Keeping The House After A Divorce Could Be Your Worst Decision
By Duncan E. White, Owner
Inkpointe Divorce Solutions, LLC
“I’m keeping the house!”
Though well-intentioned, a person’s desire to keep the family home during the divorce process is an emotional decision that could lead to bigger problems later on.
Divorce feels like everything you thought you knew about your life and your future is suddenly flipped upside down and it can be a struggle to make sense of the pieces that remain. It’s common to want to stay in the house. I get that. You want to retain some form of normalcy during this chaotic time. While it seems like you are clinging to stability by staying in the family home, be aware that it may also be a very costly mistake.
Let’s take a look at the bigger picture to put things in perspective. A house is just a place to live. Nothing more. It does not provide any income to support your lifestyle. If you and your spouse lived there for quite some time, it’s possible there is a fairly large chunk of equity trapped in those walls. If you are awarded the home in the divorce, it could be the largest piece of the settlement.
You win, right? Well, maybe.
Let’s assume the home has a market value of $600,000 and there is $400,000 in equity. As marital property, half of that equity is yours, but the other half is your spouse’s. So, if you keep that home, a full $400,000 of your settlement will be tied up in that property. That same money could generate a sizable amount of income – even if it were invested conservatively. We also haven’t considered the costs of upkeep and maintenance that will increase the income necessary for you to make ends meet.
But wait! There’s more.
The potential tax impacts down the road could be staggering. If you were to sell the house while you are still married, the $400k capital gain would fall under the marriage exclusion of up to $500k ($250k each) and be tax-free. Once you transfer that home into your own name, and sell it with a gain of $400k, the personal exemption is only $250k. You could owe capital gains tax on $150k of gain or $30,000 (assuming your capital gains tax is 20%). Did your attorney remember to take that into consideration during your settlement negotiations? Yet one more reason I advocate for getting a financial professional involved on the front end.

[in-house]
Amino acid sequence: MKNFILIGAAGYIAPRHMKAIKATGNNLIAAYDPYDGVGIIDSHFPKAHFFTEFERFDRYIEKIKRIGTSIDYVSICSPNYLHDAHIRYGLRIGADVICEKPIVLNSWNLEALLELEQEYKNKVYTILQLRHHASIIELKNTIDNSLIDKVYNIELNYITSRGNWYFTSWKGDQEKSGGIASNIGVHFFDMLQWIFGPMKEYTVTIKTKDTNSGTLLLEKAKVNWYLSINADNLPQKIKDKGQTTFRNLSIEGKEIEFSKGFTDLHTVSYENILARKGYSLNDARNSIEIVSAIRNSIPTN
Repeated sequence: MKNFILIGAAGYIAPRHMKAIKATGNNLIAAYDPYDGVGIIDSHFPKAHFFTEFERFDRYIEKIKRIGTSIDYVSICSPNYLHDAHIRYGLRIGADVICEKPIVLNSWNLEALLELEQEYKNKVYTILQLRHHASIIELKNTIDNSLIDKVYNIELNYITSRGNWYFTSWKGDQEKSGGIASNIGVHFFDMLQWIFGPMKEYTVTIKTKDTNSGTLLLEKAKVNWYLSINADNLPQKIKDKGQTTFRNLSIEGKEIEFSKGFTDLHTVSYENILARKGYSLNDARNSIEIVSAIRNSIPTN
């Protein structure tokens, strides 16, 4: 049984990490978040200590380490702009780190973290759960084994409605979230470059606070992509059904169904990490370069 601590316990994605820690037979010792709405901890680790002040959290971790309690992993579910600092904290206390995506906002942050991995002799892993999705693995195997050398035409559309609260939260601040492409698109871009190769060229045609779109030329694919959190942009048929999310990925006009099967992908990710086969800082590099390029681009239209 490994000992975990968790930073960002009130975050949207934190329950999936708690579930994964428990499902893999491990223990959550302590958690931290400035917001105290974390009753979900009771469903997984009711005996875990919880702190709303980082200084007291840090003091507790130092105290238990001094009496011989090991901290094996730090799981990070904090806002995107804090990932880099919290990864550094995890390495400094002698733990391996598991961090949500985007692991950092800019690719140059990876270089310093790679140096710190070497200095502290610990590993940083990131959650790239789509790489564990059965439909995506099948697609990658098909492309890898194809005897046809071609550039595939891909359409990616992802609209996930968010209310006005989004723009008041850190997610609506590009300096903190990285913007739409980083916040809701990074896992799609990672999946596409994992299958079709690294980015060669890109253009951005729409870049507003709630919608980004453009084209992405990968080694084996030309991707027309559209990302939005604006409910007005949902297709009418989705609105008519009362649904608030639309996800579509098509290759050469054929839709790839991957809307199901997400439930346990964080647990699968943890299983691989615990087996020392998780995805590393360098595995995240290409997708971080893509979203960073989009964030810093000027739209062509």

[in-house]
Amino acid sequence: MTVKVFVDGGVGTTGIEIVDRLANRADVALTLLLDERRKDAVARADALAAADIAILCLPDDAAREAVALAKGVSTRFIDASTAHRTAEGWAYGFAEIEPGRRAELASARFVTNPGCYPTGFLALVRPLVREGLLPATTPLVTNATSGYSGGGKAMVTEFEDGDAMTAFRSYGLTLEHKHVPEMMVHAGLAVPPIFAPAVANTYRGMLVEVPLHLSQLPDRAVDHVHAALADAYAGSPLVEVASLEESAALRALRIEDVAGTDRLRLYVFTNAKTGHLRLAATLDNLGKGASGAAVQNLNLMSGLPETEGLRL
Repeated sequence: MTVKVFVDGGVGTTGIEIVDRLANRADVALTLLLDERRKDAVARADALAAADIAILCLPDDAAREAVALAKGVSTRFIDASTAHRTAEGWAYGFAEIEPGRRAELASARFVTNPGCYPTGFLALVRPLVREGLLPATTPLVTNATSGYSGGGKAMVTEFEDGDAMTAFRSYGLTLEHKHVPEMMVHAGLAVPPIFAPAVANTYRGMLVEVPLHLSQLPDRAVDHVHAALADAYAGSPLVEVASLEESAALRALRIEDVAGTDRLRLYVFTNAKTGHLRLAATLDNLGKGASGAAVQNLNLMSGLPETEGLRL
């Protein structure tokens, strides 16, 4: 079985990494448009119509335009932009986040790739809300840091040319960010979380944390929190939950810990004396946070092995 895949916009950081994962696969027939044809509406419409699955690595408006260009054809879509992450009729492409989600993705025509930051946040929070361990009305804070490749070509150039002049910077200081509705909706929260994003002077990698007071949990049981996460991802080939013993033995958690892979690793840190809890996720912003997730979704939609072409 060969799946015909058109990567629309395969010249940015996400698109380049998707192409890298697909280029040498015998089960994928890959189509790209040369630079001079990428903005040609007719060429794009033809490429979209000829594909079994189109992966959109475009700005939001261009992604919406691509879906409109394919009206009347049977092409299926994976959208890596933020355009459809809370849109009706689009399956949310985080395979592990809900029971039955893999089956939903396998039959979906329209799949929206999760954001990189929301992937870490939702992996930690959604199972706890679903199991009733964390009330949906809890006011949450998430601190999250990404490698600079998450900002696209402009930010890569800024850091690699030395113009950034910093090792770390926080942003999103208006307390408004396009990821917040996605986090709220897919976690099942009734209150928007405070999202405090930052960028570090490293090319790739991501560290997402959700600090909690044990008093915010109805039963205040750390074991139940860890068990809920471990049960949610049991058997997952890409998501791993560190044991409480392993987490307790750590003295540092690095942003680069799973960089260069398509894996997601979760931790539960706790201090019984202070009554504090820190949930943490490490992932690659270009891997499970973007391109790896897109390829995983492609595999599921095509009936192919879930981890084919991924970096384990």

Divorce is difficult but you also have an opportunity for a fresh start and getting off on the right financial footing is essential to your future. Though this time can be difficult, it does give you an opportunity to reset your financial future.
Take advantage of that opportunity!
To be certain that you understand all the ramifications of any property settlement you are considering, bring a Certified Divorce Financial Analyst (CDFA®) into the mix to shine the light onto some of these pivotal issues. You only have one chance to get your settlement right. Take the time to gather information and make sure you are doing the right thing.
It could be the best decision you ever made.
Duncan E. White is a Certified Divorce Financial Analyst (CDFA®) and has been a licensed financial advisor since 2010. He leads a Second Saturday Divorce Workshop each month for the benefit of those seeking information about the divorce process.
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Content in this material is for general information only and not intended to provide specific advice or recommendations for any individual. LPL Financial and Inkpointe Divorce Solutions do not offer tax, legal or mortgage lending services or advice.